French Revolutionary Thought after the Paris Commune, 1871-1885.
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This thesis provides the first comprehensive account of French revolutionary thought in the years that followed the defeat of the 1871 Paris Commune, France’s last nineteenthcentury revolution. The Commune as an event has captivated imaginations for the past 150 years, but the same cannot be said of its participants. With the majority either dead, deported, or in exile, this period has traditionally been seen as one of intellectual stagnation and disarray. After the fleeting unity of the Commune, revolutionaries are thought to have admitted defeat, divided into groups, and drifted towards a series of prefabricated, orthodox intellectual positions. I argue that this is not a satisfactory representation of post-Commune revolutionary thought. Revolutionary thought cannot be characterised using later neat assignations of ‘left’ and ‘right’; ‘Marxist’, ‘nationalist’, or ‘anarchist’. Drawing upon the work of thinkers and activists from across the revolutionary spectrum, I demonstrate that this was a period of intellectual fluidity and engagement, as activists experimented with a variety of ways to reconstruct a unified, credible, and autonomous French revolutionary movement. Even as they were increasingly physically and politically divided, they remained united by this commitment until well into the 1880s. I trace this thought through a series of themes including revolutionary interactions with Marxism and new imperialism. This thesis thus also provides new perspectives on the construction of these wider doctrines, and on the political and social history of late nineteenth-century Europe more generally. Finally, by offering a fresh look at what has often been considered one of its most fundamental periods, I also seek to interrogate and revise our understanding of the revolutionary tradition itself – a concept that played a pivotal role in both political thought and practice for substantial periods of the nineteenth and twentieth centuries.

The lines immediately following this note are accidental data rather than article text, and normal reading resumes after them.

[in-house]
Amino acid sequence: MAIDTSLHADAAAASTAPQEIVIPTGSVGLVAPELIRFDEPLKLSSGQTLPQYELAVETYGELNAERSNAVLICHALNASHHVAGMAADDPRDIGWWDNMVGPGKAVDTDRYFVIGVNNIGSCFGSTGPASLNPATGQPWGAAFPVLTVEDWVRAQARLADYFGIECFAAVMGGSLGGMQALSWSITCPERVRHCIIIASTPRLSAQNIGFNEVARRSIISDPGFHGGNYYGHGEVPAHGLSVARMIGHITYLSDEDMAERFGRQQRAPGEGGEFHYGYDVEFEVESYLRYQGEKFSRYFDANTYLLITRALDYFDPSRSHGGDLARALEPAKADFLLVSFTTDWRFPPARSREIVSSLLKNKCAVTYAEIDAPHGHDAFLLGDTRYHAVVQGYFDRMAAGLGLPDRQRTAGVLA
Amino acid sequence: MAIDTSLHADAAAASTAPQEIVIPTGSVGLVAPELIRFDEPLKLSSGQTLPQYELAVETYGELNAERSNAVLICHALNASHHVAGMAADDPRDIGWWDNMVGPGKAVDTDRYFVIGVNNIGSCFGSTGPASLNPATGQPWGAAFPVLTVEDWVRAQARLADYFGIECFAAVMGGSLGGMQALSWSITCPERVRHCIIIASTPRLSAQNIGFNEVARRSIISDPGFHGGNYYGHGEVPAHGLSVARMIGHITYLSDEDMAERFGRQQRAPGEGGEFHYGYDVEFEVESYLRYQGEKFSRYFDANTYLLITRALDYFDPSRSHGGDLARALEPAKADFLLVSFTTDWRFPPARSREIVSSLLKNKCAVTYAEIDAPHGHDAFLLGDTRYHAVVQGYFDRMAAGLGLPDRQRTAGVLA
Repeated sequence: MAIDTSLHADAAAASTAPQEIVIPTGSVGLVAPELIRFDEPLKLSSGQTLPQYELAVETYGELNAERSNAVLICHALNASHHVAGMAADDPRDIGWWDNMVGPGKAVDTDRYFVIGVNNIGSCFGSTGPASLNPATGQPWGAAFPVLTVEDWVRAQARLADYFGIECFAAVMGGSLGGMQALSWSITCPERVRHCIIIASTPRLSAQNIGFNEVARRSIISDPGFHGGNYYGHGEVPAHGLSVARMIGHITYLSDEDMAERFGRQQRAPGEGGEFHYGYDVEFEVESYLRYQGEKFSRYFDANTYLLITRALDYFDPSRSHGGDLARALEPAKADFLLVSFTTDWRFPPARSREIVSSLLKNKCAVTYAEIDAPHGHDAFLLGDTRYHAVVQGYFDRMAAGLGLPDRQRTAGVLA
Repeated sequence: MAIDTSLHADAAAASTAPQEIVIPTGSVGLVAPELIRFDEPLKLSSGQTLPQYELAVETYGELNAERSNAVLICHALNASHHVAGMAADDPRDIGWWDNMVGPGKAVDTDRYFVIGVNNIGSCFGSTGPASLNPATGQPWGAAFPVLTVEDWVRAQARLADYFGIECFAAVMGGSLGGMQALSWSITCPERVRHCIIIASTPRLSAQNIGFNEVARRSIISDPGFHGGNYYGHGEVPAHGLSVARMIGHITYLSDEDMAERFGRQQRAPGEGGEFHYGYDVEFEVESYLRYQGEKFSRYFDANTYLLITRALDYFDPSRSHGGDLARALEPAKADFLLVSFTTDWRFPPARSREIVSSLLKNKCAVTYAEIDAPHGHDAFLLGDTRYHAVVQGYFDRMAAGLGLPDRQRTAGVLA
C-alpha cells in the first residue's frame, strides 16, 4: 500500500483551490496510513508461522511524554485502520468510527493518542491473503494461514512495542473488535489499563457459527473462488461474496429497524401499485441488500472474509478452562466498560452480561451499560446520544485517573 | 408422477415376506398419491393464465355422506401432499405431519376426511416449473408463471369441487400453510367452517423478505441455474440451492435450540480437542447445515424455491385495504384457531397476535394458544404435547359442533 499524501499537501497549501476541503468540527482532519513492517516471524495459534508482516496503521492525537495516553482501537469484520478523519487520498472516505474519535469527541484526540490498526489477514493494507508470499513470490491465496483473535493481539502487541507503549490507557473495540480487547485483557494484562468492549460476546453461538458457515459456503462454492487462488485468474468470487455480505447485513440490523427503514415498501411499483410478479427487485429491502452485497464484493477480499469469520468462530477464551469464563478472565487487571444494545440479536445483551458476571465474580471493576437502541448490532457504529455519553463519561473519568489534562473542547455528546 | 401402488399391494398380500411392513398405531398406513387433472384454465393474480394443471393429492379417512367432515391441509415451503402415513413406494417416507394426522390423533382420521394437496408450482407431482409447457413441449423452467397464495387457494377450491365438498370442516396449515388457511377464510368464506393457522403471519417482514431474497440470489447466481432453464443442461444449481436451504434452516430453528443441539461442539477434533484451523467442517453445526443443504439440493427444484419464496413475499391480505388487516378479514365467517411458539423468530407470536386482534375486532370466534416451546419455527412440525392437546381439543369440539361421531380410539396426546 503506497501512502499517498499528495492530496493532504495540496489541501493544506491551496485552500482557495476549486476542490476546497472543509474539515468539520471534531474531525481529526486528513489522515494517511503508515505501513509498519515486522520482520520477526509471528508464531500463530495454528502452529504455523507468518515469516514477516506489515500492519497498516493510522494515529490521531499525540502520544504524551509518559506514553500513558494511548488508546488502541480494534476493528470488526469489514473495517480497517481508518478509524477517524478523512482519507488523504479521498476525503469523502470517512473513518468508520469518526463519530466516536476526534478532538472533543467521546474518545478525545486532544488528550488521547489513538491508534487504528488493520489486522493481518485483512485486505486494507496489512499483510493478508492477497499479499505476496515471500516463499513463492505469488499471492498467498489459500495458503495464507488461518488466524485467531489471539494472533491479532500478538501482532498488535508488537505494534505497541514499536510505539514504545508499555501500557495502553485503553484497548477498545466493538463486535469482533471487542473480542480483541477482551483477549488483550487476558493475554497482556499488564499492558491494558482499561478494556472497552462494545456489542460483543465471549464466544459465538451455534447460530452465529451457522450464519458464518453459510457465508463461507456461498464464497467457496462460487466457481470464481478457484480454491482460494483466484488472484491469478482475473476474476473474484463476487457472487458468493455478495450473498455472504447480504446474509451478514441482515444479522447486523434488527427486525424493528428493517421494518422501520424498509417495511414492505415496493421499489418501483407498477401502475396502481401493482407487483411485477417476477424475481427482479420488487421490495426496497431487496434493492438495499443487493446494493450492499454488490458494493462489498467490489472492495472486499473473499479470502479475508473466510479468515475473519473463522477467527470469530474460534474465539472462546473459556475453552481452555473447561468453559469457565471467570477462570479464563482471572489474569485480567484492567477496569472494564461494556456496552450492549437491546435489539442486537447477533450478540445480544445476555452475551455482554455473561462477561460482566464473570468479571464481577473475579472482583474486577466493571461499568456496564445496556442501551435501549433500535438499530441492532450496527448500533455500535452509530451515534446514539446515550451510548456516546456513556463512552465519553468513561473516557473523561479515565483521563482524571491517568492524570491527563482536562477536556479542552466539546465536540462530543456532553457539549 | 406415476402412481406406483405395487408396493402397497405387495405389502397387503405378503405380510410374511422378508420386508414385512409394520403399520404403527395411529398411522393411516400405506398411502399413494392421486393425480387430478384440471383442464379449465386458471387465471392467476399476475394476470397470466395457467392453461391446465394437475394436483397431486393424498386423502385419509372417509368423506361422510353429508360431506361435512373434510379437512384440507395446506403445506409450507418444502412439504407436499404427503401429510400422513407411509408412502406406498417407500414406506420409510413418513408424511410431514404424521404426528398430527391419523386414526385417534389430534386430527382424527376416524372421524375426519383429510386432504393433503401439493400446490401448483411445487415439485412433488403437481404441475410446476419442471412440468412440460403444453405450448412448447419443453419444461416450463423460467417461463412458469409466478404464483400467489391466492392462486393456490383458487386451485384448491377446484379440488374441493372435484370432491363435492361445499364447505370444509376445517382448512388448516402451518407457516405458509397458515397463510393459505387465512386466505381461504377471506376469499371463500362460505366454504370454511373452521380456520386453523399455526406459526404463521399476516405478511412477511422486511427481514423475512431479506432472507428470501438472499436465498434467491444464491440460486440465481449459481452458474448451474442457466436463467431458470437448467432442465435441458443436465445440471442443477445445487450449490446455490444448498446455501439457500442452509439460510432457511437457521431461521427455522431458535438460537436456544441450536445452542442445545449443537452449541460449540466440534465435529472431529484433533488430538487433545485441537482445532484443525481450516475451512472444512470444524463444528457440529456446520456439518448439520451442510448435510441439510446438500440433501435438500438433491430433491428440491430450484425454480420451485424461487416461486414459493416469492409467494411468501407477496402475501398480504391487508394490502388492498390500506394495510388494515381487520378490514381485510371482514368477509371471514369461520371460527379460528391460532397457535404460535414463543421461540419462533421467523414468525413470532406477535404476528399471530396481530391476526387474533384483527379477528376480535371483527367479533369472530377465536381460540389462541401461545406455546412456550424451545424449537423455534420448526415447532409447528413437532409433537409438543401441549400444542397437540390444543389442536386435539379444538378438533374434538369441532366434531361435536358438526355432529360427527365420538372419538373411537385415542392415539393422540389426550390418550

AuthorsNicholls, Julia Catherine
- Theses